Uncanny Materials: Founding Moments of Art Education. A curatorial exhibition, research, and education project. Academy of Fine Arts Vienna. Curated by Elke Krasny and Barbara Mahlknecht
1941!—a hole in history—a year in which all the visible gods had abandoned us, in which god was really dead or gone back into his non-revealedness.
The exhibition Uncanny Materials was born from a feeling of uncanniness. Elke Krasny, the newly appointed head of the Department of Art Education of the Academy of Fine Arts in Vienna, sensed the burden and the ghostly presence of the Nazi past when she was supposed to move to her office room. She felt it was somehow toxic. Instead of repressing this sense of uncanniness, she went right to the heart of the matter. The department was founded in 1941, which was also the year when WW2 took a violent turn on the Eastern Front, and when the Jewish community of Vienna was informed about the deportation, among other sinister events. Emanuel Levinas’s thoughts referenced in Uncanny Materials, and quoted above, can be taken as a motto for the exhibition. The two curators, Elke Krasny and Barbara Mahlknecht, as well as their research team examined archival materials of the Academy: inventory books, and the yearbook of 1941. They found the hidden, or not so hidden, traces of history, of the Holocaust, and how Nazi ideology imbued each and every aspect of life. Education was one of the major fields to be controlled by Nazi ideology to secure the brainwashing of future generations.
Beyond exhibiting archival documents and the academy’s 1941 yearbook, annotated page by page and revealing the traces of the Nazi regime’s ideology (Anna Artaker), the exhibition also asked contemporary artists to reflect on this unmemorialized past. One of the key concepts of the curators was “multidirectional memory,” worked out by Michael Rothberg.1 He argued that instead of competing, memories interact with one another in the public sphere: This idea of multidirectional memory is behind several of the exhibited artistic works, from the Trans-Iranian Railway, the Tehran conference, and the memories of the artist’s grandmother (Ramesh Daha), through the unmemorialized site of Vienna’s Morzinplatz, the former site of the Gestapo headquarters (Zsuzsi Flohr and Eduard Freudmann), to the uses of the swastika as ornament in Finland, and the correspondence of the artist about its use (Minna L. Henriksson), or to the comic-like illustration of childhood memories evoked by the experiences of the present (Hansel Sato). It also figures into the broader context of the research and reception of National Socialist-period materials that came about in a heightened political atmosphere of right-wing populism and anti-migrant sentiment.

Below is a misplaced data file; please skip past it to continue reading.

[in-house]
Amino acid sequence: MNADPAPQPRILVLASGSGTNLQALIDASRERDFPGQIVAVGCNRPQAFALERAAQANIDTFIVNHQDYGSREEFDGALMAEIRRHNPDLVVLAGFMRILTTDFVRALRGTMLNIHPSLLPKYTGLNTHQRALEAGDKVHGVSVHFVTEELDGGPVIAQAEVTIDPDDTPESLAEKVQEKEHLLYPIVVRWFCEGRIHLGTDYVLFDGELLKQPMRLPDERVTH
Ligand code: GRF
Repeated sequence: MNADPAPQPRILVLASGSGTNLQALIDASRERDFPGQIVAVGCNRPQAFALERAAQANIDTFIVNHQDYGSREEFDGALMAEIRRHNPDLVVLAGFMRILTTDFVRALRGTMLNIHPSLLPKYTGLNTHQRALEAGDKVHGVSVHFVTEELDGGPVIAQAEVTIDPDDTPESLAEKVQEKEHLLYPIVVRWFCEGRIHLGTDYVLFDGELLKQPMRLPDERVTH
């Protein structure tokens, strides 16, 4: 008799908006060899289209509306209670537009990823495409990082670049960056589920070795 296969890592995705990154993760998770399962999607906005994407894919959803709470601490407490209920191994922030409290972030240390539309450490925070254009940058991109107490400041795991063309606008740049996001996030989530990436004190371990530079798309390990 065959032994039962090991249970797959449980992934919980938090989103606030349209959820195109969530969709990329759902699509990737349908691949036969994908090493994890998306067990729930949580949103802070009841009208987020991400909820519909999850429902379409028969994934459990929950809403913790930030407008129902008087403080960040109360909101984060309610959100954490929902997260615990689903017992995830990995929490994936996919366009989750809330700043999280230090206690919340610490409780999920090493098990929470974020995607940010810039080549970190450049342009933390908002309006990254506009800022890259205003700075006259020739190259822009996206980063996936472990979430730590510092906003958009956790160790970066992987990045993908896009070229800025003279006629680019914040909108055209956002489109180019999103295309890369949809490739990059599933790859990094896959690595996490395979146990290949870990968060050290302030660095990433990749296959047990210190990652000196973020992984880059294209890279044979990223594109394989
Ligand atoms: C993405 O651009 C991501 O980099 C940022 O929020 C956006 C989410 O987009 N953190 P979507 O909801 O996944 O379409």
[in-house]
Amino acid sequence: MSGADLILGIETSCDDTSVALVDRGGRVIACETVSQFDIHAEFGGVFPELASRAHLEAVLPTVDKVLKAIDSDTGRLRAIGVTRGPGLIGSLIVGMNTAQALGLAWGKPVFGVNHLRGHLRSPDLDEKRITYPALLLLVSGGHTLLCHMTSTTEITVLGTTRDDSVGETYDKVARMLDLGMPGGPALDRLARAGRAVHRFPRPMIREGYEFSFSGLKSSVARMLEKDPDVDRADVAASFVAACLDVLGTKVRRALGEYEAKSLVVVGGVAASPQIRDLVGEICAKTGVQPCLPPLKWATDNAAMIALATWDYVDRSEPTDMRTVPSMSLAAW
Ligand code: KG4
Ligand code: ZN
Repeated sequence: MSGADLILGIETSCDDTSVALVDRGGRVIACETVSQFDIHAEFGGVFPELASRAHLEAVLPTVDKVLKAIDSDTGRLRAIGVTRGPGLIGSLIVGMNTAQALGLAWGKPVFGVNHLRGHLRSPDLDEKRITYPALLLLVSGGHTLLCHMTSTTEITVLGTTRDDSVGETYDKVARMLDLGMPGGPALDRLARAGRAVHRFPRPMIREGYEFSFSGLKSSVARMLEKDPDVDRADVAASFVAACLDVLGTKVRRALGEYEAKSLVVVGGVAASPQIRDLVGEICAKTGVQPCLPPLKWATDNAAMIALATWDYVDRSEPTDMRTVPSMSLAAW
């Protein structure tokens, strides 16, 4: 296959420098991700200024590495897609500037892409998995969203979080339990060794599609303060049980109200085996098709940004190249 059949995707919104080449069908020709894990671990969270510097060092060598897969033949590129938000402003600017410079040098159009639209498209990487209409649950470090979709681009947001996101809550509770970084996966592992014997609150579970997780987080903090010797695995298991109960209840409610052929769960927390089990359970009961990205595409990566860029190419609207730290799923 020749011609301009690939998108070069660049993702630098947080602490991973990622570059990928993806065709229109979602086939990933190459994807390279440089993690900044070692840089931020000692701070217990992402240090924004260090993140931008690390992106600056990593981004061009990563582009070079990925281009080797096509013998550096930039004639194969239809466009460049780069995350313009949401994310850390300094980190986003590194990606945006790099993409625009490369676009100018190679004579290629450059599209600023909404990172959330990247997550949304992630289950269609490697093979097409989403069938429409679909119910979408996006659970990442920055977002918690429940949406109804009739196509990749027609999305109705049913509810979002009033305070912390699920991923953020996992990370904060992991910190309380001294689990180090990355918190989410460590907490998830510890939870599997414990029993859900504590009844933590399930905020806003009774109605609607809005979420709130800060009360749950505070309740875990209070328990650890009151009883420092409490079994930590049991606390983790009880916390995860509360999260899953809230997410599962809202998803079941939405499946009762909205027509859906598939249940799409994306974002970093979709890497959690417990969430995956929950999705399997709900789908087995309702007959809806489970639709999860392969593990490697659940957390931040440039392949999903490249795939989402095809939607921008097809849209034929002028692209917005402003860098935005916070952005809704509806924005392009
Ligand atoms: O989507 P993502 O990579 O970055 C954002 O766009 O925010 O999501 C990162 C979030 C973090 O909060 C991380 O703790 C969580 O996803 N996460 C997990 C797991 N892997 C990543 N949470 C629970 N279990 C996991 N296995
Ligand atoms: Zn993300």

Hedvig Turai: The exhibition takes one single year, 1941, to focus on. How was the idea of the exhibition born?